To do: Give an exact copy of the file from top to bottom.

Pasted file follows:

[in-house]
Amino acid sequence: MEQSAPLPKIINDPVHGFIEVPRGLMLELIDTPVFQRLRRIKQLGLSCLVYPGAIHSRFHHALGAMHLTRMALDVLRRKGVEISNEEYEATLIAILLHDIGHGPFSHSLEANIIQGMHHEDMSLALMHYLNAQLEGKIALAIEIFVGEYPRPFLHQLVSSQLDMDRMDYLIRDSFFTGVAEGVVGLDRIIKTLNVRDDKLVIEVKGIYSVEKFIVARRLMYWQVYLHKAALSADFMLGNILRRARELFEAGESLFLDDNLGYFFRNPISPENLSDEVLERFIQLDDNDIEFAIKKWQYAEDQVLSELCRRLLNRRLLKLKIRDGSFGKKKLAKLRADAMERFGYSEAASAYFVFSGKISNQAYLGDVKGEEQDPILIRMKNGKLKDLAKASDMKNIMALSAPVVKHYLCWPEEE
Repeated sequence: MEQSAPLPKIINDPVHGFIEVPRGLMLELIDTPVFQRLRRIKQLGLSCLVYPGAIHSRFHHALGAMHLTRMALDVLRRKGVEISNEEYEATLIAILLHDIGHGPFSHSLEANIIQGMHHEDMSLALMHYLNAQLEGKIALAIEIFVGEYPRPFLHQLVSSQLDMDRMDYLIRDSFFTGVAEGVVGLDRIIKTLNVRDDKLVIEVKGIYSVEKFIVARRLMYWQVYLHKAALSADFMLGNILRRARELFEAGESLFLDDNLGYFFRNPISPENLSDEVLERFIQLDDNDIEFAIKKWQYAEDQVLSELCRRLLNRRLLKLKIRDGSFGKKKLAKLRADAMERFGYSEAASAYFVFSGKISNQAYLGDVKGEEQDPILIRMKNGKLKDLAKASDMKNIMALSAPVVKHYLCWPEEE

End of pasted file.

[in-house]
Amino acid sequence: MEQSAPLPKIINDPVHGFIEVPRGLMLELIDTPVFQRLRRIKQLGLSCLVYPGAIHSRFHHALGAMHLTRMALDVLRRKGVEISNEEYEATLIAILLHDIGHGPFSHSLEANIIQGMHHEDMSLALMHYLNAQLEGKIALAIEIFVGEYPRPFLHQLVSSQLDMDRMDYLIRDSFFTGVAEGVVGLDRIIKTLNVRDDKLVIEVKGIYSVEKFIVARRLMYWQVYLHKAALSADFMLGNILRRARELFEAGESLFLDDNLGYFFRNPISPENLSDEVLERFIQLDDNDIEFAIKKWQYAEDQVLSELCRRLLNRRLLKLKIRDGSFGKKKLAKLRADAMERFGYSEAASAYFVFSGKISNQAYLGDVKGEEQDPILIRMKNGKLKDLAKASDMKNIMALSAPVVKHYLCWPEEE
Repeated sequence: MEQSAPLPKIINDPVHGFIEVPRGLMLELIDTPVFQRLRRIKQLGLSCLVYPGAIHSRFHHALGAMHLTRMALDVLRRKGVEISNEEYEATLIAILLHDIGHGPFSHSLEANIIQGMHHEDMSLALMHYLNAQLEGKIALAIEIFVGEYPRPFLHQLVSSQLDMDRMDYLIRDSFFTGVAEGVVGLDRIIKTLNVRDDKLVIEVKGIYSVEKFIVARRLMYWQVYLHKAALSADFMLGNILRRARELFEAGESLFLDDNLGYFFRNPISPENLSDEVLERFIQLDDNDIEFAIKKWQYAEDQVLSELCRRLLNRRLLKLKIRDGSFGKKKLAKLRADAMERFGYSEAASAYFVFSGKISNQAYLGDVKGEEQDPILIRMKNGKLKDLAKASDMKNIMALSAPVVKHYLCWPEEE